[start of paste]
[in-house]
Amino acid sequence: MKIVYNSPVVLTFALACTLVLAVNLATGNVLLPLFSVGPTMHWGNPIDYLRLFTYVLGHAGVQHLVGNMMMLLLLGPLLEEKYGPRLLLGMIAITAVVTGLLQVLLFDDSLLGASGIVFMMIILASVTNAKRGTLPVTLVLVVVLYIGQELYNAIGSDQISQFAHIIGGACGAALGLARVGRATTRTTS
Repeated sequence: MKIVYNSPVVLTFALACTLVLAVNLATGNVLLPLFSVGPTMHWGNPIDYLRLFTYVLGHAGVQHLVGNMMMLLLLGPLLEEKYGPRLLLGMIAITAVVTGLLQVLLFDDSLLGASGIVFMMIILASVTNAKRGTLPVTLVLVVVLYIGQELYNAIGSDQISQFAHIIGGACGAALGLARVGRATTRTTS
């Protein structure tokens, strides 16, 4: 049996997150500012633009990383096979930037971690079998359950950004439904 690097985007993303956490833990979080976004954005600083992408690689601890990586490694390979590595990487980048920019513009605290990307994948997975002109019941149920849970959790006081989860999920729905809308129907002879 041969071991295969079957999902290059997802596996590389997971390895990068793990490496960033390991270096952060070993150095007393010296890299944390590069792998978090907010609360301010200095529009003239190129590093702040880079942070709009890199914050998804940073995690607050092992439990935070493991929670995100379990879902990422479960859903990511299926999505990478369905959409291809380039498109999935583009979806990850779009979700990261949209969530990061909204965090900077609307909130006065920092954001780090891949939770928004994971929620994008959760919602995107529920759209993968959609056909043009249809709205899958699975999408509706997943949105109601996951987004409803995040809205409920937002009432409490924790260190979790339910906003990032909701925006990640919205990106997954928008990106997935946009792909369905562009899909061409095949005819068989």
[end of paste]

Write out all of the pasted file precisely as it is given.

[in-house]
Amino acid sequence: MKIVYNSPVVLTFALACTLVLAVNLATGNVLLPLFSVGPTMHWGNPIDYLRLFTYVLGHAGVQHLVGNMMMLLLLGPLLEEKYGPRLLLGMIAITAVVTGLLQVLLFDDSLLGASGIVFMMIILASVTNAKRGTLPVTLVLVVVLYIGQELYNAIGSDQISQFAHIIGGACGAALGLARVGRATTRTTS
Repeated sequence: MKIVYNSPVVLTFALACTLVLAVNLATGNVLLPLFSVGPTMHWGNPIDYLRLFTYVLGHAGVQHLVGNMMMLLLLGPLLEEKYGPRLLLGMIAITAVVTGLLQVLLFDDSLLGASGIVFMMIILASVTNAKRGTLPVTLVLVVVLYIGQELYNAIGSDQISQFAHIIGGACGAALGLARVGRATTRTTS
């Protein structure tokens, strides 16, 4: 049996997150500012633009990383096979930037971690079998359950950004439904 690097985007993303956490833990979080976004954005600083992408690689601890990586490694390979590595990487980048920019513009605290990307994948997975002109019941149920849970959790006081989860999920729905809308129907002879 041969071991295969079957999902290059997802596996590389997971390895990068793990490496960033390991270096952060070993150095007393010296890299944390590069792998978090907010609360301010200095529009003239190129590093702040880079942070709009890199914050998804940073995690607050092992439990935070493991929670995100379990879902990422479960859903990511299926999505990478369905959409291809380039498109999935583009979806990850779009979700990261949209969530990061909204965090900077609307909130006065920092954001780090891949939770928004994971929620994008959760919602995107529920759209993968959609056909043009249809709205899958699975999408509706997943949105109601996951987004409803995040809205409920937002009432409490924790260190979790339910906003990032909701925006990640919205990106997954928008990106997935946009792909369905562009899909061409095949005819068989």